Social & Behavioral Science Spotlight – Denise Lewis
Denise Clark Lewis, PhD
Associate Professor, Human Development and Family Science
Topic: COVID-19 impact on Cambodian and Laotian families
Dr. Denise Lewis (PI) has had more than 20 years of research history with the Cambodian and Laotian communities on the Alabama coast. She relies heavily on community leaders to help her know how to reach the population safely and what they are facing. In March she held community-based Zoom meetings to discuss the overall response and needs in the two communities. There was a great deal of fear reported among older members of the Lao community, including going grocery shopping; this fear was not reported in the Cambodian group. Social distancing was not being followed by young adults in the early part of the pandemic and some young Southeast Asian adults reported attacks by young, white adults (blaming them for the Coronavirus and remarks about them bringing the virus to the US, etc.).
The fear by the older members of the Lao community led to some food insecurity issues. In collaboration with community partners, Dr. Lewis worked to address the problem by engaging younger community members, who are part of the youth advisory committee (under her grant) and community partners in food bank pickups for the older members of the community. “Denise quickly responded to the local community’s needs, immediately having documents translated and disseminated and helped them to access food through a local food bank. While outreach is a part of the grant, I think this also shows the connection and immersion of the project within the local community and how the research is transcending what we might “normally” do,” said Dr. Desiree Seponski, assistant professor, Human Development and Family Science, project collaborator and OIBR Affiliate.
The research team launched a social and behavioral survey in three languages (English, Khmer, and Lao) using Facebook. The short survey was focused on identifying stressors and coping mechanisms and asked questions about knowledge of and preparations for dealing with the pandemic. They were successful in reaching Cambodian and Laotian families with just over 300 responses.
A look at preliminary data shows that they reached a younger population than they normally would reach, but did not reach many people over age 40. Preliminary analysis shows that respondents were aware of the pandemic by March 2020 and began preparing at that time (stocking homes with essentials, added social distancing, talking and planning with family members). Their primary source of information was through the internet with spread of information through word of mouth (that is, a few people follow various internet outlets then report it to family members). There was a very high fear of becoming infected, especially fear for older members of the communities. Fifty percent of Cambodian and ninety percent of Lao people who had been working prior to the pandemic are now unemployed. Sixty-five percent of respondents are worried about racism aimed at them because they are of Asian descent.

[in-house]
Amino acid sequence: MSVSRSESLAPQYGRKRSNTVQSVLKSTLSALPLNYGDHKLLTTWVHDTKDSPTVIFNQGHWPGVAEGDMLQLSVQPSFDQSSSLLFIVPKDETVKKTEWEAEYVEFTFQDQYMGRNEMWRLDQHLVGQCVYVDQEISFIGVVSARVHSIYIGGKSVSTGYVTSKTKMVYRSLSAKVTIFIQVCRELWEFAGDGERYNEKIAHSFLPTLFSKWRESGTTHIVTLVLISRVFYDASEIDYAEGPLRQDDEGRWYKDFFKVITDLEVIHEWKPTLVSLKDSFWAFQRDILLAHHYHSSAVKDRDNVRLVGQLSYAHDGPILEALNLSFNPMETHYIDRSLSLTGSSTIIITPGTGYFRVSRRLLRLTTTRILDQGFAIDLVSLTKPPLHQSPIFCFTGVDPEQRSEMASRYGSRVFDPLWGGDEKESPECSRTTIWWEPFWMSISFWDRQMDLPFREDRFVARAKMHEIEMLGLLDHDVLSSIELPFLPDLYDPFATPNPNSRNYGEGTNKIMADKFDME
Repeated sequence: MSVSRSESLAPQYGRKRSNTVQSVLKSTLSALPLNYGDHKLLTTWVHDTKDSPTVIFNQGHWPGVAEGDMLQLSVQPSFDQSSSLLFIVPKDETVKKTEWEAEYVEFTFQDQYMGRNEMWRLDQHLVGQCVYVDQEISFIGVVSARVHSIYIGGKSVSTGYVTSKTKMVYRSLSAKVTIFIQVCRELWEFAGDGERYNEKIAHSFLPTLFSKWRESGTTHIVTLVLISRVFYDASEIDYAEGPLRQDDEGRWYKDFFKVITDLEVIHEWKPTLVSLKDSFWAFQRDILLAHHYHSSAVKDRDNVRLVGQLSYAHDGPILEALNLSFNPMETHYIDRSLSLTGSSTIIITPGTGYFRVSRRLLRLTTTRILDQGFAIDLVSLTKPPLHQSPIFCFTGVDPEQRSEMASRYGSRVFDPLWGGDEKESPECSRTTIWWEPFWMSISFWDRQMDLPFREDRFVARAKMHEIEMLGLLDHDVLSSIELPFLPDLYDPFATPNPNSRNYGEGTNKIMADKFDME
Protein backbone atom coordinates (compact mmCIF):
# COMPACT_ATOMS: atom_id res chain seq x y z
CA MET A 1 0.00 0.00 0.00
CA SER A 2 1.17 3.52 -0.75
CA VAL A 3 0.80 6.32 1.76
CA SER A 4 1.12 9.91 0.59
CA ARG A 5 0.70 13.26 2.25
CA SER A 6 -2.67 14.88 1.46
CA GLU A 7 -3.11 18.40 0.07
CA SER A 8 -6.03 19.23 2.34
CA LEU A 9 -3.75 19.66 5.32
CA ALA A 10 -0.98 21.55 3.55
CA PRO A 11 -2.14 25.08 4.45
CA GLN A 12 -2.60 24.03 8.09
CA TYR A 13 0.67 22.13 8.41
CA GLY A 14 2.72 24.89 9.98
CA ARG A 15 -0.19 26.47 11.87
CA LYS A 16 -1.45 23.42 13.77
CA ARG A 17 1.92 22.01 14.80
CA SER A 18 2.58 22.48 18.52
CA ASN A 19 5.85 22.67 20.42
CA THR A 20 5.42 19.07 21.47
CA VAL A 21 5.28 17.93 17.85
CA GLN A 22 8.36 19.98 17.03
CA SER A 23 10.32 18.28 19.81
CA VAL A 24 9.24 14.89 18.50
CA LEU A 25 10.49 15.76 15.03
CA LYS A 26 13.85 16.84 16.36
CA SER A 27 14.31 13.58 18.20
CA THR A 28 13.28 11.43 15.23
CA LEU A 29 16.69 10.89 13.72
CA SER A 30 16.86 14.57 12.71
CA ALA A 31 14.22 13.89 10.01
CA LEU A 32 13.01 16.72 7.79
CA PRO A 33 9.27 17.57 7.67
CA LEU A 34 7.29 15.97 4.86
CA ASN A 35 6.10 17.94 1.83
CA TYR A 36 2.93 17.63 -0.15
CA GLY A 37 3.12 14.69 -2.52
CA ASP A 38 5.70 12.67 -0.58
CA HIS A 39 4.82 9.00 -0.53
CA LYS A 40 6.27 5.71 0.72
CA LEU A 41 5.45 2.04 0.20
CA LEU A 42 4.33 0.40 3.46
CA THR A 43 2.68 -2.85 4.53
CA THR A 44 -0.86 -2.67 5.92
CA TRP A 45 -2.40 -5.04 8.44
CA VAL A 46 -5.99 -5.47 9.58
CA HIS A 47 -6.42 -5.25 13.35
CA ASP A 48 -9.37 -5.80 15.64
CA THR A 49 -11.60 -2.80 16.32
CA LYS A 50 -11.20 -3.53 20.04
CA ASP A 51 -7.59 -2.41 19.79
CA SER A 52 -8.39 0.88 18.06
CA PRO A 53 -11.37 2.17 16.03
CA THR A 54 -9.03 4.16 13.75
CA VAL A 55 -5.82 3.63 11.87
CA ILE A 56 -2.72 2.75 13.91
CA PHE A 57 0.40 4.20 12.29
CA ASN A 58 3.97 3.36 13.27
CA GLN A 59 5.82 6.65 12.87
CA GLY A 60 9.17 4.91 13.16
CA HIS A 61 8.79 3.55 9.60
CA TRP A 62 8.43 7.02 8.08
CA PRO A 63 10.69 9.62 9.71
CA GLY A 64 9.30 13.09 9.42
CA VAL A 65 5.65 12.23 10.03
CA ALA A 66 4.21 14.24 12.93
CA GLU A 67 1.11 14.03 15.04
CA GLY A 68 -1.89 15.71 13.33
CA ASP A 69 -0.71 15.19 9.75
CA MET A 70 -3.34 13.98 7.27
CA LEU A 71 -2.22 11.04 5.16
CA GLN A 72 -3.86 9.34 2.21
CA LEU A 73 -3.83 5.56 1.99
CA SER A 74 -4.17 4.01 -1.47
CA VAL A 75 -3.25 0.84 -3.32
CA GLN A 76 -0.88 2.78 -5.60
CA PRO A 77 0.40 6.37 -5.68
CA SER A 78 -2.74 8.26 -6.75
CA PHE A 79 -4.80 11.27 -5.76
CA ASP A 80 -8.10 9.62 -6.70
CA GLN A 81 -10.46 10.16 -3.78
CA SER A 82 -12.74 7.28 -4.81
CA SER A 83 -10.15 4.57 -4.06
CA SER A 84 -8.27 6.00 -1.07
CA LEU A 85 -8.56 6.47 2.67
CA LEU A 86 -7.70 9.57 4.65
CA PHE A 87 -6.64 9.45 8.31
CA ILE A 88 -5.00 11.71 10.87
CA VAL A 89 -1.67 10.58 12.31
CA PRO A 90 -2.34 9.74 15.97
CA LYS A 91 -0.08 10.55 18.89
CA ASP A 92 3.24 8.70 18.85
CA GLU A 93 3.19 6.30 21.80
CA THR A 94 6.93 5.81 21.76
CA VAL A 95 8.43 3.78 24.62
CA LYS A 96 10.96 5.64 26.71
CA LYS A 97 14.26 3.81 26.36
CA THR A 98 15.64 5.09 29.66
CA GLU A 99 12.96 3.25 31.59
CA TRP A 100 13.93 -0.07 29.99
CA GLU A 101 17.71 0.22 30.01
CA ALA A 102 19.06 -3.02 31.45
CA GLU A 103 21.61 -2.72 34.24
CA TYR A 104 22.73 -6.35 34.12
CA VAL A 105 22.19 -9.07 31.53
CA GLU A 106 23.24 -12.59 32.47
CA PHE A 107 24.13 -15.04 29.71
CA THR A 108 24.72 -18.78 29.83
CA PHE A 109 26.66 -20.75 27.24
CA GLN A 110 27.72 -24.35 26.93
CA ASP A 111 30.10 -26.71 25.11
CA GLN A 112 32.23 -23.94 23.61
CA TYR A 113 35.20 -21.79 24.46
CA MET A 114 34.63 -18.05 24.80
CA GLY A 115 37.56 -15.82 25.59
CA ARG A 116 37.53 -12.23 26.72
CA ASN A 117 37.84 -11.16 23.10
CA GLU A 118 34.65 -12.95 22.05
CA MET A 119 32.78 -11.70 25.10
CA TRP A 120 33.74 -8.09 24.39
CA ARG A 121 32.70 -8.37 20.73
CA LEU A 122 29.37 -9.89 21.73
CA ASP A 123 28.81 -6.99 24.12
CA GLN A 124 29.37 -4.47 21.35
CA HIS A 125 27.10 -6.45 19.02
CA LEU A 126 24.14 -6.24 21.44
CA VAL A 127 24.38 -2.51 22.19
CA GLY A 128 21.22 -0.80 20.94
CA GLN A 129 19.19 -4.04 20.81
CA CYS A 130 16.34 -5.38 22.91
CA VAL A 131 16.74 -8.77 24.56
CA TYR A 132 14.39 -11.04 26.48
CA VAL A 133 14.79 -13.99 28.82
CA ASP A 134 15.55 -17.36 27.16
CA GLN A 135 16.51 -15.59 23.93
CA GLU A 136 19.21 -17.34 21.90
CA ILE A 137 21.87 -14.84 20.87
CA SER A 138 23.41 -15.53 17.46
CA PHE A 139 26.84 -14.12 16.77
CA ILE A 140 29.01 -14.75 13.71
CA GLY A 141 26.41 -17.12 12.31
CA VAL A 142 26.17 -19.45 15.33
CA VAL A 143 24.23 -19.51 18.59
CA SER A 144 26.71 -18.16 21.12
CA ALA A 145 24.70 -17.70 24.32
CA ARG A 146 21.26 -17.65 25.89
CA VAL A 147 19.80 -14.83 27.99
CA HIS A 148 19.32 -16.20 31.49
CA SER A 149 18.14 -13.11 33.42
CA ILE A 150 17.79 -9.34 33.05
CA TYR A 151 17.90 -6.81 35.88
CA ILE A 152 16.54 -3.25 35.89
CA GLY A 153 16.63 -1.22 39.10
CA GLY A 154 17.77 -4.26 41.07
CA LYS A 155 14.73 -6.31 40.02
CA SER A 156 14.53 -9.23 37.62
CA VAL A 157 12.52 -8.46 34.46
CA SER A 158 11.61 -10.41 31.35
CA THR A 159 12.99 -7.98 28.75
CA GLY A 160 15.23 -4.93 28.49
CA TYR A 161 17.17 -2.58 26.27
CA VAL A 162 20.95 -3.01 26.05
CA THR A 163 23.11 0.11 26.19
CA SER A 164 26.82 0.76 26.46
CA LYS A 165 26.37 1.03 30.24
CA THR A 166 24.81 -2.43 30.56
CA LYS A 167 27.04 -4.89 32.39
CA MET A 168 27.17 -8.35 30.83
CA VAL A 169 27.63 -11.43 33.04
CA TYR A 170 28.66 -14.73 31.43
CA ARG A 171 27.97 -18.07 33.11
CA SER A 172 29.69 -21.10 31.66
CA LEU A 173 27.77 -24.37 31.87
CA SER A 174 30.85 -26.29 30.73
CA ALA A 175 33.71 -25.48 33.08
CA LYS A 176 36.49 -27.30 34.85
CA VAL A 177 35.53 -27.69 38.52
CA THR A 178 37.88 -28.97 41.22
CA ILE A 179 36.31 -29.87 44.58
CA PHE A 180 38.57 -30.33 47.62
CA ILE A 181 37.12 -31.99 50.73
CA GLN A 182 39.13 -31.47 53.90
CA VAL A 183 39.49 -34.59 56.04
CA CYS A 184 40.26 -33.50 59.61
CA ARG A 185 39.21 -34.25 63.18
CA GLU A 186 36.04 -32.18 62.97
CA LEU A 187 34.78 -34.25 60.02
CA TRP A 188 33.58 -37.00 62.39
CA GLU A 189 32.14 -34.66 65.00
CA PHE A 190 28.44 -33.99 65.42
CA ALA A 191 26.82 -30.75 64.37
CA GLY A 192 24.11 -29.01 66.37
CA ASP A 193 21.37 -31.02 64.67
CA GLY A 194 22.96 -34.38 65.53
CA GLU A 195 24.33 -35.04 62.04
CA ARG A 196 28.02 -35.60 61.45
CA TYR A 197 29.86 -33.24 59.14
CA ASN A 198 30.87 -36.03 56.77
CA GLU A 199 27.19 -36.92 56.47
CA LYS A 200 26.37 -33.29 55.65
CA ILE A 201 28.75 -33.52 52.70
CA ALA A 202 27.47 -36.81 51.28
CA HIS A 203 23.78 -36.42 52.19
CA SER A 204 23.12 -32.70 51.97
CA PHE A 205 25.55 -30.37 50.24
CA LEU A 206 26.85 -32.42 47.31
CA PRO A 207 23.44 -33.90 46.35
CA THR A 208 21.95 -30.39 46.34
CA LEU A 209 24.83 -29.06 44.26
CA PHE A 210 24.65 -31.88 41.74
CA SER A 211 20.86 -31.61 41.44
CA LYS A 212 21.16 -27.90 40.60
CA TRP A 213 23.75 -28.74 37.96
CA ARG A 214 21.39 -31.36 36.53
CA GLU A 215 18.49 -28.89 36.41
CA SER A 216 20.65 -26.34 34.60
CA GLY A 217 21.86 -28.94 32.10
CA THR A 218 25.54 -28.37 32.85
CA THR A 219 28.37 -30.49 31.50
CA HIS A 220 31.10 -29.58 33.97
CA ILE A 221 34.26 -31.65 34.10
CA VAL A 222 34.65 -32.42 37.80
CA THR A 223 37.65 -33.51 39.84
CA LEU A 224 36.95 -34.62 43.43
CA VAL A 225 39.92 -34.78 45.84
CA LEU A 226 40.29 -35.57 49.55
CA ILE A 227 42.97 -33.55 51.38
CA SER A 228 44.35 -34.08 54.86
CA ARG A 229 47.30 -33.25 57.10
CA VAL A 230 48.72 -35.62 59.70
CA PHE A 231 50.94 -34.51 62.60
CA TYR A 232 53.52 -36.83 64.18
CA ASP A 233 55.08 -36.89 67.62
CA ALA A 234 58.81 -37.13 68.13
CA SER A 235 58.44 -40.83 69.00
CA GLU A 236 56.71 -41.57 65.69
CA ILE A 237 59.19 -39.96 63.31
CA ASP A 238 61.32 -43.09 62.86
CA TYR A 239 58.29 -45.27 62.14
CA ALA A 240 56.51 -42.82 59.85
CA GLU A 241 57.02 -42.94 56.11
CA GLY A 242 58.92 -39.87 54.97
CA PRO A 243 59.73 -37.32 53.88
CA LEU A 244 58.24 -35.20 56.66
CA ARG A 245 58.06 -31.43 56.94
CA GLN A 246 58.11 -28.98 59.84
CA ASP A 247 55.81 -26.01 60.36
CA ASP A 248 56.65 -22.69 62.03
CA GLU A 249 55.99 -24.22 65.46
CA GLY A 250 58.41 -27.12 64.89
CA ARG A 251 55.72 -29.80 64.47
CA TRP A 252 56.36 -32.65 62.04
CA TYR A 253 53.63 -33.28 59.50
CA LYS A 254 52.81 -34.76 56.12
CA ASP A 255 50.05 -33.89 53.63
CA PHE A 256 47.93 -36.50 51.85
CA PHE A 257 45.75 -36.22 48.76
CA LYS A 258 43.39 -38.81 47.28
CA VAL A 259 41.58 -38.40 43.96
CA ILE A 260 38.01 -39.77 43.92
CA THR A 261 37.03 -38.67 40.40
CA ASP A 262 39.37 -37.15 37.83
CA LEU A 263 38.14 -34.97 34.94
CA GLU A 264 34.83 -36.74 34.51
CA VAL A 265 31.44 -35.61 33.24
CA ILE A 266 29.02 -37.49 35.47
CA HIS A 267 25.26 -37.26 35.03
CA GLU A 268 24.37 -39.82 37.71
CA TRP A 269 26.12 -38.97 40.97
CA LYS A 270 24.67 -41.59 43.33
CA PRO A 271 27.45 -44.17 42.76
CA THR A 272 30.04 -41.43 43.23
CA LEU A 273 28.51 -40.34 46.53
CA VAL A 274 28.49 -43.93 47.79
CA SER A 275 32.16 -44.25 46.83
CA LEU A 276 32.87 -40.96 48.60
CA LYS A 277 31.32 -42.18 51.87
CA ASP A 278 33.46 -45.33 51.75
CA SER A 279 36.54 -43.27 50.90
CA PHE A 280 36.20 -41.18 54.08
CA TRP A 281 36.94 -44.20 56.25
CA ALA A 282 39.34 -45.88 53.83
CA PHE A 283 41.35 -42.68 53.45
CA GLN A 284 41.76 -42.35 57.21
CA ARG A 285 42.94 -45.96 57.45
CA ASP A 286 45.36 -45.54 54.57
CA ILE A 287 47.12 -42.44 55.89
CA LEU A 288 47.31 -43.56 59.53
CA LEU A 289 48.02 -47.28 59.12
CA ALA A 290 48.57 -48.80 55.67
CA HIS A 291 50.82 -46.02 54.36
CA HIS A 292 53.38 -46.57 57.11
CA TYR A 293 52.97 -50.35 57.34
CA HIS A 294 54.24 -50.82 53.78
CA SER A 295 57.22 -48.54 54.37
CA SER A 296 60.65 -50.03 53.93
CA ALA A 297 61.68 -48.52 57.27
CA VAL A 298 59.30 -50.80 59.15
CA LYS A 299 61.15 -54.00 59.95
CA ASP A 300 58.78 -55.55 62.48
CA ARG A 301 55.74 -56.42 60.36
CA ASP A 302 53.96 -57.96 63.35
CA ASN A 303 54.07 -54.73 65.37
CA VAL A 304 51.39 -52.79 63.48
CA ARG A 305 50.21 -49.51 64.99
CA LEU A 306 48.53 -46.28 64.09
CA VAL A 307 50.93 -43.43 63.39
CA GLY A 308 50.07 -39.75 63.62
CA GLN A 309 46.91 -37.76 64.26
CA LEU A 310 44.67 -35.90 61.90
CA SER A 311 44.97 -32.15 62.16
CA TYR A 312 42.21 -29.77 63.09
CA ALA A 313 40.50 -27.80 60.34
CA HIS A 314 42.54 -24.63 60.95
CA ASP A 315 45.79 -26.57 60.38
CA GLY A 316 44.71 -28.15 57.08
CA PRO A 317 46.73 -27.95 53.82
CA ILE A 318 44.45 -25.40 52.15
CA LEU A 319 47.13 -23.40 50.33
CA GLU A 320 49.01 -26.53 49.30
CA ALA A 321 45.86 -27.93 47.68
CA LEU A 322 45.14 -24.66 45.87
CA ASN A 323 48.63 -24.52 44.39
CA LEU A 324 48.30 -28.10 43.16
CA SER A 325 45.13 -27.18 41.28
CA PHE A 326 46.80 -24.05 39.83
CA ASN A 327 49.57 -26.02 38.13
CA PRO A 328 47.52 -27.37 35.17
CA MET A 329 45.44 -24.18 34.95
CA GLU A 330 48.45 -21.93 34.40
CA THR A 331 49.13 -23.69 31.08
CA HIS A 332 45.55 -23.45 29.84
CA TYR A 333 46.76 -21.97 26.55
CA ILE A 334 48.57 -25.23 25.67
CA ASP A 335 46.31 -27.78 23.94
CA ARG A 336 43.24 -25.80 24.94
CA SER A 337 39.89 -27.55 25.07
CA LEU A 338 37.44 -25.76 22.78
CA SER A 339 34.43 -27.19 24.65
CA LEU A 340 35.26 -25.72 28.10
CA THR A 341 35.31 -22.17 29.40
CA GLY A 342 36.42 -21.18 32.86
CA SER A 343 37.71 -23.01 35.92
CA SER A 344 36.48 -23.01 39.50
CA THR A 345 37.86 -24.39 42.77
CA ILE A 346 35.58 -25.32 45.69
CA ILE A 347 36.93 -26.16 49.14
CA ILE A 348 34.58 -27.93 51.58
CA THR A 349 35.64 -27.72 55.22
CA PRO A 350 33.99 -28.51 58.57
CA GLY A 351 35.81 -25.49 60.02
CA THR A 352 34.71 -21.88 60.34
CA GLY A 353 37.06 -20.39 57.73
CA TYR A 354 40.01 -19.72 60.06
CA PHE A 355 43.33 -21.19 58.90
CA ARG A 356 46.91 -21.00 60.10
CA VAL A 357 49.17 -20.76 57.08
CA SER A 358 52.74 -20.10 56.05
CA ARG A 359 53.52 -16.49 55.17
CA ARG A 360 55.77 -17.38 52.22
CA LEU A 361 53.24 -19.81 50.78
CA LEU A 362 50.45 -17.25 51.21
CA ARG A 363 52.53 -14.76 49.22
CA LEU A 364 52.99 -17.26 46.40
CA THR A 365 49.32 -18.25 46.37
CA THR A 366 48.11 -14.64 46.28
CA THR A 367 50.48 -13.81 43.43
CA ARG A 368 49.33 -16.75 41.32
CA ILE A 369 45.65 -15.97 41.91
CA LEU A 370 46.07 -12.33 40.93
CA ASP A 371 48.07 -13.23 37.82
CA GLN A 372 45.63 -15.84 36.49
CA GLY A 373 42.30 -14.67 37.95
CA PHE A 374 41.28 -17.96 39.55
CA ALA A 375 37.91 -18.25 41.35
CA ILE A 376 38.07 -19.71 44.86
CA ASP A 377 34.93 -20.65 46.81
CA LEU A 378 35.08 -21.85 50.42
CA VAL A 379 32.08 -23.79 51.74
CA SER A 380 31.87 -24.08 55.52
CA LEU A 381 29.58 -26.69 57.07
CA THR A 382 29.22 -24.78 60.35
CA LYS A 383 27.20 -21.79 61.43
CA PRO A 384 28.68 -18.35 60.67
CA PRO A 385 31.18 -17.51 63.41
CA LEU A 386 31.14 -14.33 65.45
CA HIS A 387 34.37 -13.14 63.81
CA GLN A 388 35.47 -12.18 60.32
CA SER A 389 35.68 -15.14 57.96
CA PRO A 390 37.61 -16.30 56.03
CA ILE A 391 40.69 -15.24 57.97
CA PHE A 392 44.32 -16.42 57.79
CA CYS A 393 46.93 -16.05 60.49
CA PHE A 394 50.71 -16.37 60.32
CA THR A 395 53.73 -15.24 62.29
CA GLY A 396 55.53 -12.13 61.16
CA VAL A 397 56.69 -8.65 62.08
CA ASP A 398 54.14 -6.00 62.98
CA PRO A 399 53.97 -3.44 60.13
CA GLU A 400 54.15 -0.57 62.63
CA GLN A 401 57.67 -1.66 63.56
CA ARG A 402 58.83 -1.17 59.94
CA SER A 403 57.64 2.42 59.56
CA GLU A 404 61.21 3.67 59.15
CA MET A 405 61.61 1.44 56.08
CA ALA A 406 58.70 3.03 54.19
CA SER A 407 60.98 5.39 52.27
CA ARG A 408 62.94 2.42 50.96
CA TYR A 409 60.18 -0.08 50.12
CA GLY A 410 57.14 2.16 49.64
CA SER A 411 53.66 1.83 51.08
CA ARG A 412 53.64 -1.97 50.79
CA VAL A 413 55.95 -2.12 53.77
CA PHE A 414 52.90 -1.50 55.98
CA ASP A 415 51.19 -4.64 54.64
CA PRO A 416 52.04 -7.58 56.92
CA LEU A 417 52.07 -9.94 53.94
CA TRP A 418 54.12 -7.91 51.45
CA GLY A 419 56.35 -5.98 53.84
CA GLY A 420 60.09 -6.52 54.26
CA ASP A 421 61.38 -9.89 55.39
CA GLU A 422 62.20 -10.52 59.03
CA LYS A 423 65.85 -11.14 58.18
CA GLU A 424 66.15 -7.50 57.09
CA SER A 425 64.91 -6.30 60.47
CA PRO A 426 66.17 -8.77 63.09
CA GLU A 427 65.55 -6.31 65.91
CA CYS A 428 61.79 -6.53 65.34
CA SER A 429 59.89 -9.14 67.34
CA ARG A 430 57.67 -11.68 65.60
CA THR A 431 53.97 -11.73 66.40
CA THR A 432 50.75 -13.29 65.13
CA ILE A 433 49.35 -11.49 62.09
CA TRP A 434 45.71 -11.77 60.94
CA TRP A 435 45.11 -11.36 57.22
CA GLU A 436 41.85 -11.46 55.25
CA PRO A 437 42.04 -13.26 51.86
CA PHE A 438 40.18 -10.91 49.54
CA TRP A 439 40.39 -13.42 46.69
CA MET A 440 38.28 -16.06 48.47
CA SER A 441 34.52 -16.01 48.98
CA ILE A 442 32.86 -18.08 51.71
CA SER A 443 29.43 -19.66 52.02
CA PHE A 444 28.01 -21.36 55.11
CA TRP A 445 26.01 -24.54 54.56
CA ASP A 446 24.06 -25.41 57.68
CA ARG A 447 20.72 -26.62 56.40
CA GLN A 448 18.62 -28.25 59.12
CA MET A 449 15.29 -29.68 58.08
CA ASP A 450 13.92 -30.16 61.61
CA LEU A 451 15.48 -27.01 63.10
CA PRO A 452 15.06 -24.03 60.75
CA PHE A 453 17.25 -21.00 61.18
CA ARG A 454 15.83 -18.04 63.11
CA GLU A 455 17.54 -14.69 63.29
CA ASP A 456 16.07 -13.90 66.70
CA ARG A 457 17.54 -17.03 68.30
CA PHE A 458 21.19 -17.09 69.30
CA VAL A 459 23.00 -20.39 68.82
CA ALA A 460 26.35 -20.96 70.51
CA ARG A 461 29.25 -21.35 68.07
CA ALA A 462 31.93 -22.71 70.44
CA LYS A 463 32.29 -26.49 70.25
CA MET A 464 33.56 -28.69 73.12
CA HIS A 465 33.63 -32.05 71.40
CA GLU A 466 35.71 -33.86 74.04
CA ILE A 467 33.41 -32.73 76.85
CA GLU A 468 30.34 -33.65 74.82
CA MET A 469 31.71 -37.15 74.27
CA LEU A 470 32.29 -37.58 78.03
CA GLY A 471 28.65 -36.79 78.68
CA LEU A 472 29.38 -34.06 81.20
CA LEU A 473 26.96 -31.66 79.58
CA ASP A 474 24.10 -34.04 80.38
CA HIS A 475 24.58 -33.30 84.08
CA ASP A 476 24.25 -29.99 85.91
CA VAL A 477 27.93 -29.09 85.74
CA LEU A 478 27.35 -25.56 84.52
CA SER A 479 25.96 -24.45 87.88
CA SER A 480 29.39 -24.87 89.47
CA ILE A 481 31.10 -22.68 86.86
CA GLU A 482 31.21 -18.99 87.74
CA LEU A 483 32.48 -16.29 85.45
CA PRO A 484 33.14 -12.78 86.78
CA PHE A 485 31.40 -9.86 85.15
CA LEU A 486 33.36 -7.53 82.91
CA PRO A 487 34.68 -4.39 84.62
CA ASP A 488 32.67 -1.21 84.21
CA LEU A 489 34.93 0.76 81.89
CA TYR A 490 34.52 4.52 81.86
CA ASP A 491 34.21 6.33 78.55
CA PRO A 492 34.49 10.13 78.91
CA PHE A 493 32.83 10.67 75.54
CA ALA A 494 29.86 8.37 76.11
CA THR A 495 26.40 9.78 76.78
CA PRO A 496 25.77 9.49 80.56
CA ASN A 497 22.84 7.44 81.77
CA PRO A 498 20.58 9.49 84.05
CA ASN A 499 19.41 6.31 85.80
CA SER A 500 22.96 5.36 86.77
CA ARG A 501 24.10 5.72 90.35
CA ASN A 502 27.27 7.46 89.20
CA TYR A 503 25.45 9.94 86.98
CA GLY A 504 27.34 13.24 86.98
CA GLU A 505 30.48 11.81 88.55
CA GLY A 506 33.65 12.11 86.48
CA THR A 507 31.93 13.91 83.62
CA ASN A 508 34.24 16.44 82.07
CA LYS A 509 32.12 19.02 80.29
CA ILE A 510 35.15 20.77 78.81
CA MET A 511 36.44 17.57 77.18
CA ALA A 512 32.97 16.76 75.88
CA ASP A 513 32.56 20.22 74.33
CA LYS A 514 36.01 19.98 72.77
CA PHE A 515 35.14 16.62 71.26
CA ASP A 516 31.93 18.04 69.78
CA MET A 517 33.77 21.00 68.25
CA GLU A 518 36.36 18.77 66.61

As the pandemic has spread, more community members have begun taking additional precautions such as wearing masks. However, as restrictions have been lifted, several extended families have begun interacting across households. There has also been an increase in use of Facebook among members of the Lao community for disseminating information about the virus. These posts have included CDC documents that have been translated into Lao. CDC documents were also translated into Khmer but other information about the virus has not been as widely shared in the Cambodian community.
Dr. Lewis is now considering how to expand the survey so they can reach additional marginalized groups in the area and how they can better reach the older population. Her hope is that they can do a face-to-face administered survey in the fall that includes social network analysis. Face-to-face meetings will allow them to reach a greater number of older participants.
She is also moving forward with emergency response research using Zoom as well as beginning to implement a larger scale community emergency response system. This research has little to do with the pandemic but is for a broader emergency response network within the community.
This research is important for understanding how marginalized groups learn about, prepare for, and recover from traumatic experiences, such as this pandemic, or other environmental challenges. Dr. Lewis’ research on COVID-19 provides valuable information for policymakers and emergency response organizations regarding gaps in knowledge transmission and can provide insights into the specific needs of these groups. Because her project is community-based, her research is also beneficial for creating real-time, on-time actions to respond to difficulties community members face (such as the food insecurity issue).
To learn more about this ongoing research, you can visit their website.